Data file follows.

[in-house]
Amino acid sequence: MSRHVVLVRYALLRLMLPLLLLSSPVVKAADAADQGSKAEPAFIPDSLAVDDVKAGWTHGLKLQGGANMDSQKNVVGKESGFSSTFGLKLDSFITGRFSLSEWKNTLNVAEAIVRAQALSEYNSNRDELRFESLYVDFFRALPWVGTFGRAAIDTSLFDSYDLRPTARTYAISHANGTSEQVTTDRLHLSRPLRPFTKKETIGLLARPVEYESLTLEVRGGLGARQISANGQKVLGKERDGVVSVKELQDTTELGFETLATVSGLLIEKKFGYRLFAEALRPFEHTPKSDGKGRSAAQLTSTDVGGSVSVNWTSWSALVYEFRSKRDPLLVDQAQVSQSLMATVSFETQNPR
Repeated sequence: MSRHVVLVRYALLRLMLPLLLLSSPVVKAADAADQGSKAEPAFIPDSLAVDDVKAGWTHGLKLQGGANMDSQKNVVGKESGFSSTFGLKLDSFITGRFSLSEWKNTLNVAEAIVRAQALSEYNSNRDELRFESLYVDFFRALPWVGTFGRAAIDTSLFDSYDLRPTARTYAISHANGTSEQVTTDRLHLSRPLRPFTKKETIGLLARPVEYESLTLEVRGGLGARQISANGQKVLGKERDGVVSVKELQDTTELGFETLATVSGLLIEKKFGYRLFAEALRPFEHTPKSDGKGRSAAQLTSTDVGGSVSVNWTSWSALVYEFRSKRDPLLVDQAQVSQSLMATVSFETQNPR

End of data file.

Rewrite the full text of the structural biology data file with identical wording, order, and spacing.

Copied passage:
[in-house]
Amino acid sequence: MSRHVVLVRYALLRLMLPLLLLSSPVVKAADAADQGSKAEPAFIPDSLAVDDVKAGWTHGLKLQGGANMDSQKNVVGKESGFSSTFGLKLDSFITGRFSLSEWKNTLNVAEAIVRAQALSEYNSNRDELRFESLYVDFFRALPWVGTFGRAAIDTSLFDSYDLRPTARTYAISHANGTSEQVTTDRLHLSRPLRPFTKKETIGLLARPVEYESLTLEVRGGLGARQISANGQKVLGKERDGVVSVKELQDTTELGFETLATVSGLLIEKKFGYRLFAEALRPFEHTPKSDGKGRSAAQLTSTDVGGSVSVNWTSWSALVYEFRSKRDPLLVDQAQVSQSLMATVSFETQNPR
Repeated sequence: MSRHVVLVRYALLRLMLPLLLLSSPVVKAADAADQGSKAEPAFIPDSLAVDDVKAGWTHGLKLQGGANMDSQKNVVGKESGFSSTFGLKLDSFITGRFSLSEWKNTLNVAEAIVRAQALSEYNSNRDELRFESLYVDFFRALPWVGTFGRAAIDTSLFDSYDLRPTARTYAISHANGTSEQVTTDRLHLSRPLRPFTKKETIGLLARPVEYESLTLEVRGGLGARQISANGQKVLGKERDGVVSVKELQDTTELGFETLATVSGLLIEKKFGYRLFAEALRPFEHTPKSDGKGRSAAQLTSTDVGGSVSVNWTSWSALVYEFRSKRDPLLVDQAQVSQSLMATVSFETQNPR